14. ????

    I cant believe anyone would listen to this guy

    May 24, 2011 at 1:48 am |
    • How to Buy Ann Coulter's Panties

      You're talking about Jesus, right?

      May 24, 2011 at 1:53 am |
    • Jenn

      No, the freaking idiot trying to get his dumb followers money.

      May 24, 2011 at 1:30 pm |
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      March 2, 2012 at 5:34 am |
  15. steve

    this guy is a fruitcake and needs to be strapped down and his mouth shut up with duct tape
    he is nothing but a lunatic wanting some attention in his dying days
    good riddens you bag of bones

    May 24, 2011 at 1:47 am |
  16. ab_contador

    He wants five more months of cash eh? What a wacky religion–when you think about it, he is no different than any of the other christian churches in this country, he just happen to pick a day rather than just say 'someday' –same logic though

    May 24, 2011 at 1:46 am |
    • ba_contador

      What he meant was, is that there are Christians, and there are idiots like you.

      May 24, 2011 at 1:57 am |
    • Eh

      No, Cantador, all those that believe in fiction are a bit...well crazy or stupid. God was created by man, and the bible was written and rewritten by men for thousands of years , cashing in on the stupid.

      Didn't you get that memo.

      May 24, 2011 at 2:19 am |
  17. Water to Whine

    People should stop giving this man money. His radio station will take a hit, and rightfully so. There are good Christians, and there are guys like this.

    May 24, 2011 at 1:46 am |
    • ab_contador

      I think what you mean is that there are good christians and even dumber christians right?

      May 24, 2011 at 1:49 am |
    • Eh

      No there are Christians that actually believe in some fictional being. There are the slightly smart ones that use the church to social network. There are the politicians that say they believe because they want votes from the less educated. But at the end of the day, those that truly believe are the fools.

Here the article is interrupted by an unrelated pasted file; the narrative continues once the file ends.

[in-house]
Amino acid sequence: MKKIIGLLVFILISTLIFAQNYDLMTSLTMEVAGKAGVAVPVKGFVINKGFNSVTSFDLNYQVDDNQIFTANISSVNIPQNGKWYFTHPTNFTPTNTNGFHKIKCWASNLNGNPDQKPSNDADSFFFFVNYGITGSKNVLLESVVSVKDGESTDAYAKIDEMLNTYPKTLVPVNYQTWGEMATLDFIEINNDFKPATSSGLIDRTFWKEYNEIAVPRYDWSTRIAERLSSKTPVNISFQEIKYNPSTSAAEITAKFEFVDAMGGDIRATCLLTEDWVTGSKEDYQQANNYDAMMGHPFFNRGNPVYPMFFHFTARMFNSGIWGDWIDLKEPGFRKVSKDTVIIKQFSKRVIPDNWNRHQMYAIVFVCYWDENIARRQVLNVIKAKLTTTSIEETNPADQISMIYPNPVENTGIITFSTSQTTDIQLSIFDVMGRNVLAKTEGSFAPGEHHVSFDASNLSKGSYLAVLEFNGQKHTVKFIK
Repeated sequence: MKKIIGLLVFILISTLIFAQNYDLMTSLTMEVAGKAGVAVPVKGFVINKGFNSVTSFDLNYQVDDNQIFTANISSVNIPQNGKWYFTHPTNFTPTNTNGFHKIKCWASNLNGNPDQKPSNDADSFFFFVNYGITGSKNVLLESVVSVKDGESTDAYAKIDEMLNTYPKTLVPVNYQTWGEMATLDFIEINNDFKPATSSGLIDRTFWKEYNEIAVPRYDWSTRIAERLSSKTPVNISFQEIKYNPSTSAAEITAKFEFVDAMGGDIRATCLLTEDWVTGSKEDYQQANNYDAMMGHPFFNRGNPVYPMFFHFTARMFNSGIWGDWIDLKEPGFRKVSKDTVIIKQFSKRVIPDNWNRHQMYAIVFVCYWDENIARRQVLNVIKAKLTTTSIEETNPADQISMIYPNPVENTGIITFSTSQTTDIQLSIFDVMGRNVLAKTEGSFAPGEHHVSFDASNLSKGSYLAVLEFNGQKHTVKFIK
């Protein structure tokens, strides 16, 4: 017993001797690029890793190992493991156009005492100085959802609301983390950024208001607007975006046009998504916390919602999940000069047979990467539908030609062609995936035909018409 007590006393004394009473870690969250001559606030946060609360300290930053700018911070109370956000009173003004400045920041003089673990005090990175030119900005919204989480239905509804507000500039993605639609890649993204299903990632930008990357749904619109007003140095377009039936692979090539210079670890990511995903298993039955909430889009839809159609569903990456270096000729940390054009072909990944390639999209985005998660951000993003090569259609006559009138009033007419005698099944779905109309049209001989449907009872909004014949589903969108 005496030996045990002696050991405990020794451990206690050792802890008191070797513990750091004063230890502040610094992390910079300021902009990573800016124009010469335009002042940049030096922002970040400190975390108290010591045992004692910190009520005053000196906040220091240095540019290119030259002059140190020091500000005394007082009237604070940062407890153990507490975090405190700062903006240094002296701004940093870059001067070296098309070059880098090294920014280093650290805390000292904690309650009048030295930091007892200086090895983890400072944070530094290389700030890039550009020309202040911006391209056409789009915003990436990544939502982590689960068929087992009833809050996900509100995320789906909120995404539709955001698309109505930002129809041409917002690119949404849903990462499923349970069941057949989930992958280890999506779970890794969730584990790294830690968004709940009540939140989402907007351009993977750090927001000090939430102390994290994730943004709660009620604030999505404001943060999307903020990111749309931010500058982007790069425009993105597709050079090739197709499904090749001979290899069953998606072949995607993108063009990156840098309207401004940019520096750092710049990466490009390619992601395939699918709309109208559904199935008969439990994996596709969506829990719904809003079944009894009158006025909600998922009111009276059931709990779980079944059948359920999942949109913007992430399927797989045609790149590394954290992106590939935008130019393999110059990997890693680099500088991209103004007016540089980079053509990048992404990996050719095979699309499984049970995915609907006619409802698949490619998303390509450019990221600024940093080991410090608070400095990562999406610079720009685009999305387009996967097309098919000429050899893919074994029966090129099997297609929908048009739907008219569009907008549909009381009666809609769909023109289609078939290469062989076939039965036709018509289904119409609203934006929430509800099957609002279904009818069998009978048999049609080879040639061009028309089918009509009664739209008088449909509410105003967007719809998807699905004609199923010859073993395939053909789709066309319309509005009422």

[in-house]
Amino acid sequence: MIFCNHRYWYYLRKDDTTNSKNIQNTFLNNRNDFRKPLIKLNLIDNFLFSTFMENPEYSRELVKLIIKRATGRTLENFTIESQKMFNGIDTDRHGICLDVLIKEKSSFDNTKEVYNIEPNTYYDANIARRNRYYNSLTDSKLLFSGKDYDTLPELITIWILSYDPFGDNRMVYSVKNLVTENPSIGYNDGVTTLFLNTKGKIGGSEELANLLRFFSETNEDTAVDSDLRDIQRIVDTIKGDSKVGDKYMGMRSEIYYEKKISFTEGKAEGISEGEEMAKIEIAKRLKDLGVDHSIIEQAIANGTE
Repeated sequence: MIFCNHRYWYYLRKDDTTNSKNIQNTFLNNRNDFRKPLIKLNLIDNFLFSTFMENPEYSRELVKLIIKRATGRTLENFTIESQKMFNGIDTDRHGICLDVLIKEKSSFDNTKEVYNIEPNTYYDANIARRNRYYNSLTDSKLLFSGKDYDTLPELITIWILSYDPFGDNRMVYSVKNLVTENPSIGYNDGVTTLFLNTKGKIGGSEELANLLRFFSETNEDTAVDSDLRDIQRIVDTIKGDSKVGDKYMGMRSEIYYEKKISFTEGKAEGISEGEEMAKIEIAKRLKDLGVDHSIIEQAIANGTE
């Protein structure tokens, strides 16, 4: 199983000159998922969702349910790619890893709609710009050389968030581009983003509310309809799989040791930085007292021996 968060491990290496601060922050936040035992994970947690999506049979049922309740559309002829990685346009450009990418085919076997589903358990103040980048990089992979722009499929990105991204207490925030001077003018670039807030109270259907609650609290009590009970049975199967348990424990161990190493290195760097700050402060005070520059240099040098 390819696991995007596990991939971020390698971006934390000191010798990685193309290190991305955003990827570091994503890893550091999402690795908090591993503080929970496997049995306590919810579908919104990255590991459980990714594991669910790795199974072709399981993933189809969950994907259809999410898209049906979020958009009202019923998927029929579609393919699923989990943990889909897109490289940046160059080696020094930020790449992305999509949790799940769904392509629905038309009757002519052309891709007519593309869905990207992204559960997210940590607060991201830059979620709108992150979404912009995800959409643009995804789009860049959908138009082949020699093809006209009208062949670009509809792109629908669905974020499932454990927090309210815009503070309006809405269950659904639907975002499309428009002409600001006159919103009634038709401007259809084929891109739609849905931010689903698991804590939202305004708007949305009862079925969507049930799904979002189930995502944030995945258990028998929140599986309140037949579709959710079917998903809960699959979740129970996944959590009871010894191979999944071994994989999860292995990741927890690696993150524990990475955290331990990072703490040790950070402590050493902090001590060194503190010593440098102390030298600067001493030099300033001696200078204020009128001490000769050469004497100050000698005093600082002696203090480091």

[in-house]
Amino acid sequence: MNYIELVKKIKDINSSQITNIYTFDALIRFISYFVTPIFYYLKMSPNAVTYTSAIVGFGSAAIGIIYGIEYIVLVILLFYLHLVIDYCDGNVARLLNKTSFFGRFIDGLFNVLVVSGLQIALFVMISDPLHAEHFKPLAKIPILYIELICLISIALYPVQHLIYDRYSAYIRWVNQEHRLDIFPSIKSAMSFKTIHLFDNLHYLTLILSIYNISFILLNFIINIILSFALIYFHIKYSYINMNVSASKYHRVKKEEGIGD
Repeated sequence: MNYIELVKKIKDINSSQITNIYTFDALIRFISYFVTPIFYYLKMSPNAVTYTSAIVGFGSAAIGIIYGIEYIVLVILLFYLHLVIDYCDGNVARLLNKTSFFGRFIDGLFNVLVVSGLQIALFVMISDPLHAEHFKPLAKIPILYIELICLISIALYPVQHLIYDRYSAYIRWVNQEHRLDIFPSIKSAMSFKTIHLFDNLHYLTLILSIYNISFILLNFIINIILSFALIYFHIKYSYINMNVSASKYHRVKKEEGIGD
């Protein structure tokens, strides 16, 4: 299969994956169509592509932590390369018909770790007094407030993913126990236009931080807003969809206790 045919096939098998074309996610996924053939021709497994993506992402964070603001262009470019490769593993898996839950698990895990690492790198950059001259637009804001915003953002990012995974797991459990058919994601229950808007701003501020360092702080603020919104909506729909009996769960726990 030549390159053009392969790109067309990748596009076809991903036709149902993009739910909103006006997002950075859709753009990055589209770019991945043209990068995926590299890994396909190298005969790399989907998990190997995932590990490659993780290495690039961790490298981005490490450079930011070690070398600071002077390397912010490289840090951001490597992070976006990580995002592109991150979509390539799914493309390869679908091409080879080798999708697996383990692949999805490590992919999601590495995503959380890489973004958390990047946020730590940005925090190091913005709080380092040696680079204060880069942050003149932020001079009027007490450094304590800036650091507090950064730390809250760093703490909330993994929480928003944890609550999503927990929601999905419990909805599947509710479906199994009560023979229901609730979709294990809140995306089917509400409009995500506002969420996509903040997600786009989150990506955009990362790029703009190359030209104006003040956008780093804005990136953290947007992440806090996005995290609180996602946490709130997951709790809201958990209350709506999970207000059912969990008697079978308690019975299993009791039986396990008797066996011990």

May 24, 2011 at 2:23 am |
  18. VelociRapture

    I hope people predict a rapture everyday for the rest of eternity, that way, "god" can never come back, because someone will always predict it, which no one is able to do. Oh, and the fact that Jesus died, will also make it impossible for him to live again. Because he died. And once you've been dead for thousands of years, you stay dead.

    May 24, 2011 at 1:44 am |
    • Badger Bob of the Mounties

      So if I am only dead for a few centuries, there is a possibility that I might not stay dead? It's only after thousands of years that you stay dead? These zombie rules are so confusing.

      May 24, 2011 at 1:51 am |
  19. ClearVision

    I feel sorry for his wife. She must be a fool.

    May 24, 2011 at 1:43 am |
  20. Ben

    He's a narcissist - afraid that he will pass away before anything of any Biblical significance happens in his lifetime.

    May 24, 2011 at 1:40 am |
    • Menakshi

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      March 3, 2012 at 10:41 pm |
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About this blog

The CNN Belief Blog covers the faith angles of the day's biggest stories, from breaking news to politics to entertainment, fostering a global conversation about the role of religion and belief in readers' lives. It's edited by CNN's Daniel Burke with contributions from Eric Marrapodi and CNN's worldwide news gathering team.